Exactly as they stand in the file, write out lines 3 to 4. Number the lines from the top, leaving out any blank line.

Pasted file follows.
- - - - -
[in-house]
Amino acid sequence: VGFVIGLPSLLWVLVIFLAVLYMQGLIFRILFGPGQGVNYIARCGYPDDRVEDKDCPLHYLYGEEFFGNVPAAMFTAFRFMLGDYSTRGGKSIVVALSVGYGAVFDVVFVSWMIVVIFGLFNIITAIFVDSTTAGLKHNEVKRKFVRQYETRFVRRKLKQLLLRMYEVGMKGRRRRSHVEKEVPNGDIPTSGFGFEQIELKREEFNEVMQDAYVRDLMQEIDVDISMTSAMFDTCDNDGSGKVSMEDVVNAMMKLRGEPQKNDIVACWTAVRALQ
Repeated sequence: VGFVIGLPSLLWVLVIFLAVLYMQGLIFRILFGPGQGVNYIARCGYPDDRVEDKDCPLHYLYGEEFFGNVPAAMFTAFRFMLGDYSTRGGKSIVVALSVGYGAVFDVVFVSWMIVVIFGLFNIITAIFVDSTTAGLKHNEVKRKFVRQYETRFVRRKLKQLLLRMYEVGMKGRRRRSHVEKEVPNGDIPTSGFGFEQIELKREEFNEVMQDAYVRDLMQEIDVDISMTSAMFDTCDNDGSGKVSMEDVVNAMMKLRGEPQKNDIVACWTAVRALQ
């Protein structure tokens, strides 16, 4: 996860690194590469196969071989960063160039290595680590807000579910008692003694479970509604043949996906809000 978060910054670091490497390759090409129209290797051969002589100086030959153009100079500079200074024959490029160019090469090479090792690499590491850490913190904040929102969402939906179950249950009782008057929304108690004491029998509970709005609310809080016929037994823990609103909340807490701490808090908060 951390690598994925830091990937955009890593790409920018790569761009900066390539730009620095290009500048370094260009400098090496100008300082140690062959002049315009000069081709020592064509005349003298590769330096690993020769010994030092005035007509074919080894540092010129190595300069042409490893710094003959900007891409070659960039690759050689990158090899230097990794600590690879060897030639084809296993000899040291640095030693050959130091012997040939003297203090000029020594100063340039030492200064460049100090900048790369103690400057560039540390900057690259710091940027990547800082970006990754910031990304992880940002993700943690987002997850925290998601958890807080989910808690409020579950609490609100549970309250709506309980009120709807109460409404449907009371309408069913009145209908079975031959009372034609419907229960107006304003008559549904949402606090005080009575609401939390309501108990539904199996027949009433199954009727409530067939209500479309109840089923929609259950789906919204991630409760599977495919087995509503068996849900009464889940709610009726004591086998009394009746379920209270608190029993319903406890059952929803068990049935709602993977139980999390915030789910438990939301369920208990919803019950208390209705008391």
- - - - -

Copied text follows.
Repeated sequence: VGFVIGLPSLLWVLVIFLAVLYMQGLIFRILFGPGQGVNYIARCGYPDDRVEDKDCPLHYLYGEEFFGNVPAAMFTAFRFMLGDYSTRGGKSIVVALSVGYGAVFDVVFVSWMIVVIFGLFNIITAIFVDSTTAGLKHNEVKRKFVRQYETRFVRRKLKQLLLRMYEVGMKGRRRRSHVEKEVPNGDIPTSGFGFEQIELKREEFNEVMQDAYVRDLMQEIDVDISMTSAMFDTCDNDGSGKVSMEDVVNAMMKLRGEPQKNDIVACWTAVRALQ
């Protein structure tokens, strides 16, 4: 996860690194590469196969071989960063160039290595680590807000579910008692003694479970509604043949996906809000 978060910054670091490497390759090409129209290797051969002589100086030959153009100079500079200074024959490029160019090469090479090792690499590491850490913190904040929102969402939906179950249950009782008057929304108690004491029998509970709005609310809080016929037994823990609103909340807490701490808090908060 951390690598994925830091990937955009890593790409920018790569761009900066390539730009620095290009500048370094260009400098090496100008300082140690062959002049315009000069081709020592064509005349003298590769330096690993020769010994030092005035007509074919080894540092010129190595300069042409490893710094003959900007891409070659960039690759050689990158090899230097990794600590690879060897030639084809296993000899040291640095030693050959130091012997040939003297203090000029020594100063340039030492200064460049100090900048790369103690400057560039540390900057690259710091940027990547800082970006990754910031990304992880940002993700943690987002997850925290998601958890807080989910808690409020579950609490609100549970309250709506309980009120709807109460409404449907009371309408069913009145209908079975031959009372034609419907229960107006304003008559549904949402606090005080009575609401939390309501108990539904199996027949009433199954009727409530067939209500479309109840089923929609259950789906919204991630409760599977495919087995509503068996849900009464889940709610009726004591086998009394009746379920209270608190029993319903406890059952929803068990049935709602993977139980999390915030789910438990939301369920208990919803019950208390209705008391």